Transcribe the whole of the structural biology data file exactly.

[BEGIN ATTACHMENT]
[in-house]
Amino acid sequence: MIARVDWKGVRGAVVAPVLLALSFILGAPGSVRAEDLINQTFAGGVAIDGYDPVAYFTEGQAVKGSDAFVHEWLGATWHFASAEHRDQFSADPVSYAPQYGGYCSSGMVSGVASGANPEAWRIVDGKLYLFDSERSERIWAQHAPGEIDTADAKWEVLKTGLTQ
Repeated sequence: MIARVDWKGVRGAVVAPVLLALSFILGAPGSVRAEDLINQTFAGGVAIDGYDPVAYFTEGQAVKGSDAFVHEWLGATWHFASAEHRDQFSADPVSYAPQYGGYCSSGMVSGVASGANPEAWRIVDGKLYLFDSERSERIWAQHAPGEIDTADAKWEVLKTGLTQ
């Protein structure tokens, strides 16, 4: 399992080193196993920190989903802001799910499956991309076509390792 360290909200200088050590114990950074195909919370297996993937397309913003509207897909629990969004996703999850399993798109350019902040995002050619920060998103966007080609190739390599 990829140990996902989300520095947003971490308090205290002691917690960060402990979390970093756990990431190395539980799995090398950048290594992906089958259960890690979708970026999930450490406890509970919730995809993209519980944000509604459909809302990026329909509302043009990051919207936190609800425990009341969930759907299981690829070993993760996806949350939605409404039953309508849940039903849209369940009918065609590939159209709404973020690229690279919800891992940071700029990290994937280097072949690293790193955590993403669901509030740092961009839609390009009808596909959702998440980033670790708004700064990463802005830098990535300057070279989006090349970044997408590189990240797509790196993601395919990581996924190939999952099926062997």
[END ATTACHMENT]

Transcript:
[in-house]
Amino acid sequence: MIARVDWKGVRGAVVAPVLLALSFILGAPGSVRAEDLINQTFAGGVAIDGYDPVAYFTEGQAVKGSDAFVHEWLGATWHFASAEHRDQFSADPVSYAPQYGGYCSSGMVSGVASGANPEAWRIVDGKLYLFDSERSERIWAQHAPGEIDTADAKWEVLKTGLTQ
Repeated sequence: MIARVDWKGVRGAVVAPVLLALSFILGAPGSVRAEDLINQTFAGGVAIDGYDPVAYFTEGQAVKGSDAFVHEWLGATWHFASAEHRDQFSADPVSYAPQYGGYCSSGMVSGVASGANPEAWRIVDGKLYLFDSERSERIWAQHAPGEIDTADAKWEVLKTGLTQ
């Protein structure tokens, strides 16, 4: 399992080193196993920190989903802001799910499956991309076509390792 360290909200200088050590114990950074195909919370297996993937397309913003509207897909629990969004996703999850399993798109350019902040995002050619920060998103966007080609190739390599 990829140990996902989300520095947003971490308090205290002691917690960060402990979390970093756990990431190395539980799995090398950048290594992906089958259960890690979708970026999930450490406890509970919730995809993209519980944000509604459909809302990026329909509302043009990051919207936190609800425990009341969930759907299981690829070993993760996806949350939605409404039953309508849940039903849209369940009918065609590939159209709404973020690229690279919800891992940071700029990290994937280097072949690293790193955590993403669901509030740092961009839609390009009808596909959702998440980033670790708004700064990463802005830098990535300057070279989006090349970044997408590189990240797509790196993601395919990581996924190939999952099926062997």